I’ve never had to pee so badly in my life, but I have an older woman and child to compete with for use of the bathroom, so I martyr myself, and let them go first. The pain I know I am about to feel makes it easier to wait. I know it will not be a sweet relief, but a stinging one.
I have a urinary tract infection. It came on yesterday afternoon, while I was at work, but I had no time to go to the doctor. And now I’m here at my sister’s apartment, in Queens, bladder aflame, about to leave for Long Island, for her baby shower.
A friend once told me that my spirit animal was a poodle. I think she was joking, but every time I pee and the pain starts, I close my eyes, and that’s what I see: circus poodles jumping through flaming hula hoops.
When it started yesterday–the constant urge to pee, and the accompanying burning– I told a co-worker, and she went down the list of shameful, potential causes:
- Sex. I haven’t had sex since the summer, and it’s February.
- Soap. I just opened the bar of Lemon Verbena that I got in my stocking on Christmas, but come on, does anyone besides a two year old in a bathtub get a urinary tract infection that way? I’ve known how to keep my vagina sparkling, and Ph balanced, for decades.
- SHIT. I got my own shit up inside myself. I am resistant to accepting this scenario, but it seems the most likely. While I don’t have a bidet at home, the bathtub is very close to the toilet, and I use it as such. Maybe I goofed.
3a. E.coli. This was a surprise, as I always thought you got E.coli from cutting boards, and undercooked foods.
So I loaded up on Uricalm, and hit the highway for New York City, with my mother and child. When it’s finally my turn to use the bathroom, my very pregnant sister pops in.
“Eww!” she says, as I’m pulling my stockings up. “What’s wrong with you?”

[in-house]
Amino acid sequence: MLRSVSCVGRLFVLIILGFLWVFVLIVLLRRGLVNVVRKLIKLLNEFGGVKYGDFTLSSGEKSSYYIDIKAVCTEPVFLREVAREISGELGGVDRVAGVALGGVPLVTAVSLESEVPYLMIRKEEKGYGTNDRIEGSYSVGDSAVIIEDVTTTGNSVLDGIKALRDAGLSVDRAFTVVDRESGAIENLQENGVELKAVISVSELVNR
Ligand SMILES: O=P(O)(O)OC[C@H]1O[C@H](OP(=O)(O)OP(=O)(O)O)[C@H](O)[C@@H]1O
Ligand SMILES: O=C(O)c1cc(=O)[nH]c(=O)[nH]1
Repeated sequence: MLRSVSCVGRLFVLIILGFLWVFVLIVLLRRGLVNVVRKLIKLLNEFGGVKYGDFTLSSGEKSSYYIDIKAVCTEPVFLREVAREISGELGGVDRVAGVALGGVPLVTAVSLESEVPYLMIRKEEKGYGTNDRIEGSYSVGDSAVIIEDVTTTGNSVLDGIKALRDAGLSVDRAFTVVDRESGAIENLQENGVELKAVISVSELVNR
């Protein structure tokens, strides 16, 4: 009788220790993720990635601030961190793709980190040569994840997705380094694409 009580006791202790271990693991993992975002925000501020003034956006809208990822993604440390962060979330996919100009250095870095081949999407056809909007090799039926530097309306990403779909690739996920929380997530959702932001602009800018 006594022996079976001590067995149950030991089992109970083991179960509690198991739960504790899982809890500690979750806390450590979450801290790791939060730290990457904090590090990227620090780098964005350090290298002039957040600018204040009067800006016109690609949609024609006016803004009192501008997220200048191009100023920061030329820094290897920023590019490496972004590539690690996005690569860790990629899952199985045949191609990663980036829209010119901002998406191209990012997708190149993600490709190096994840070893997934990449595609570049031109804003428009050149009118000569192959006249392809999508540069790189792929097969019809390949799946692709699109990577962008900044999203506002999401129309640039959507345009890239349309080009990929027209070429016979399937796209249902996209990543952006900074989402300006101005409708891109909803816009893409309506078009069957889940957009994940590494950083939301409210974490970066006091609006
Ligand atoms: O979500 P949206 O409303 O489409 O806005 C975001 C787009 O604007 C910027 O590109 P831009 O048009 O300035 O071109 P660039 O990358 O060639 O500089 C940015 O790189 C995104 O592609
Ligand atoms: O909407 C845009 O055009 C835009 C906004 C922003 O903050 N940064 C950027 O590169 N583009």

I turn and see that although I’ve flushed, the water in the toilet is still tinged that tell-tale fluorescent rust color from the Uricalm. New York City has notoriously low water pressure.
“I have a UTI,” I say.
“Poop,” she says. “You got it from poop.”
I think about all the times over the course of my life that my sister has said those same words to me: “Eww! What’s wrong with you?”
This might be the first time I have a concise, concrete answer to give to her.
The baby shower is at a bar slash restaurant, and I proceed to get shit-faced, and tell family members who I haven’t seen in years about my condition. It’s idiotic to drink so much, because it just makes me have to pee. A fringe family member who I haven’t seen since I was about four commiserates with me, and tells me that during one of her pregnancies, she had so many UTIs, she had to wear a diaper. I nod, and give her empathetic eyes. A man, who looks like the ghost of my father in middle age, comes over and joins our conversation, then takes it over, bemoaning the effects of the hors’d oeuvres on his heartburn. “A urinary tract infection is like heartburn of the vagina,” I say. “Wow,” he says with a laugh, then blinks hard. “I’ve never had one. You’ve really humanized the experience for me.”
I mostly hang out in the bathroom, peeing and taking selfies. We only have the space for a few hours, then the restaurant opens up to the public, and essentially kicks us out.
My sister’s boyfriend has been doing runs back and forth to their apartment with all their gifts, and he’s gone when what’s left of our party gets the heave-ho from the staff. It’s me, my mom, my child, my sister, her friend, and what’s left of my sister’s presents all waiting outside on a bench for him to get us.
My sister’s friend is very drunk, and has to pee, but doesn’t want to go back inside the restaurant because it’s been overtaken by bros, and we’re all mad at the staff. Of course, I have to go, too, but tell myself I am going to wait.
“Come around back with me,” she says. “I’m going to pee in their parking lot because of the way they treated us.”
I tell myself I’m just going to escort her and make sure she doesn’t get into any trouble, but when we get to the back, there’s a spot behind a dumpster, on the side of a snowbank, that’s so isolated, I decide I’m going to pee, too.
As I finish, I turn around and look at my handiwork. I’ve left my mark, like a spot of blood on the back of a woman’s pants, to anyone in the know, it should be obvious what’s gone on here: The person who peed on this snowbank had a UTI. My pee is so bright orange, you could see it from outer space. It’s like it’s communicating something to the night sky. Something about what’s wrong with me. Something about what’s right.
Fiona Helmsley is a writer of creative non-fiction and poetry. Her writing can be found in various anthologies like Ladyland and The Best Sex Writing of the Year and online at websites like The Weeklings, PANK and The Rumpus. Her book of essays and stories, My Body Would be the Kindest of Strangers was just released by Paragraph Line Books.